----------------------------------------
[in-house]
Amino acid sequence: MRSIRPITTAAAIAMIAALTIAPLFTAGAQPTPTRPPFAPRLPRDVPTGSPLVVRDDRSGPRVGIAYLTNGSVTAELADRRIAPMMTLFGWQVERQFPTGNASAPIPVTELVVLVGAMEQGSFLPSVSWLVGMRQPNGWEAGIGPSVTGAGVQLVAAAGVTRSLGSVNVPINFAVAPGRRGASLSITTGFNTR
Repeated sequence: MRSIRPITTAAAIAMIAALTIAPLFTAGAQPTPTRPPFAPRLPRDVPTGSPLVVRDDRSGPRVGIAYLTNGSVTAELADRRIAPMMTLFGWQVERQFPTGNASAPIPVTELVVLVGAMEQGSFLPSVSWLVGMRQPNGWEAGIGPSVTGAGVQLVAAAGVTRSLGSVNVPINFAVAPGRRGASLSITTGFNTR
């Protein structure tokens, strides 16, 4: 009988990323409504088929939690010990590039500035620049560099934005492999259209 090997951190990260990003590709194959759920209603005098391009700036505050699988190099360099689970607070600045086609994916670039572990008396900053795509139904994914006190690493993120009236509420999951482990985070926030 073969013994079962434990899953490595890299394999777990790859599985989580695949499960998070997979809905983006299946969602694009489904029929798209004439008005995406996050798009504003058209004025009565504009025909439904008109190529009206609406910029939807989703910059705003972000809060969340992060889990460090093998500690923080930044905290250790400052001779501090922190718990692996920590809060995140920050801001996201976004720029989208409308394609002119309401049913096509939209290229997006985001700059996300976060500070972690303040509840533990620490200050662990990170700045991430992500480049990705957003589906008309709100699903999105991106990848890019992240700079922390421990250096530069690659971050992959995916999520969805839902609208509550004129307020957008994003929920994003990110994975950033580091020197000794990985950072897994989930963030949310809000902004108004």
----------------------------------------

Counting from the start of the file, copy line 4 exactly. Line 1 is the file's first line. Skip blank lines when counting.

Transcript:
């Protein structure tokens, strides 16, 4: 009988990323409504088929939690010990590039500035620049560099934005492999259209 090997951190990260990003590709194959759920209603005098391009700036505050699988190099360099689970607070600045086609994916670039572990008396900053795509139904994914006190690493993120009236509420999951482990985070926030 073969013994079962434990899953490595890299394999777990790859599985989580695949499960998070997979809905983006299946969602694009489904029929798209004439008005995406996050798009504003058209004025009565504009025909439904008109190529009206609406910029939807989703910059705003972000809060969340992060889990460090093998500690923080930044905290250790400052001779501090922190718990692996920590809060995140920050801001996201976004720029989208409308394609002119309401049913096509939209290229997006985001700059996300976060500070972690303040509840533990620490200050662990990170700045991430992500480049990705957003589906008309709100699903999105991106990848890019992240700079922390421990250096530069690659971050992959995916999520969805839902609208509550004129307020957008994003929920994003990110994975950033580091020197000794990985950072897994989930963030949310809000902004108004």